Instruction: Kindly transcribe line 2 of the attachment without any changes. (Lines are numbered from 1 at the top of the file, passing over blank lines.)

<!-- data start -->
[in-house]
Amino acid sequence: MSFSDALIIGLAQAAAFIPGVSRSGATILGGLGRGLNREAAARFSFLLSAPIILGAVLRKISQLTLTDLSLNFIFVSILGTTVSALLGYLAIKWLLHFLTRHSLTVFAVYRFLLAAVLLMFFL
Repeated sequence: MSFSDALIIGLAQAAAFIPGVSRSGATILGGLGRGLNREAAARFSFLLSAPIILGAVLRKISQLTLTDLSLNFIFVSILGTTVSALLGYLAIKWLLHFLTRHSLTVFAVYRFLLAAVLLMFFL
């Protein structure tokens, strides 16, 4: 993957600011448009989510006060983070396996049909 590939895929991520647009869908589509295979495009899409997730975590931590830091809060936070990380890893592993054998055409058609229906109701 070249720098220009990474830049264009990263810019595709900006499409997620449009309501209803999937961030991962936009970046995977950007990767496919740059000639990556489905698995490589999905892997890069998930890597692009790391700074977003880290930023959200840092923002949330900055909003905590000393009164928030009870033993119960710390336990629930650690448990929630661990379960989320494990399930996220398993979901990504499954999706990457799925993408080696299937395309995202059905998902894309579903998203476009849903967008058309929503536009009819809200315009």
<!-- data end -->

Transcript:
Amino acid sequence: MSFSDALIIGLAQAAAFIPGVSRSGATILGGLGRGLNREAAARFSFLLSAPIILGAVLRKISQLTLTDLSLNFIFVSILGTTVSALLGYLAIKWLLHFLTRHSLTVFAVYRFLLAAVLLMFFL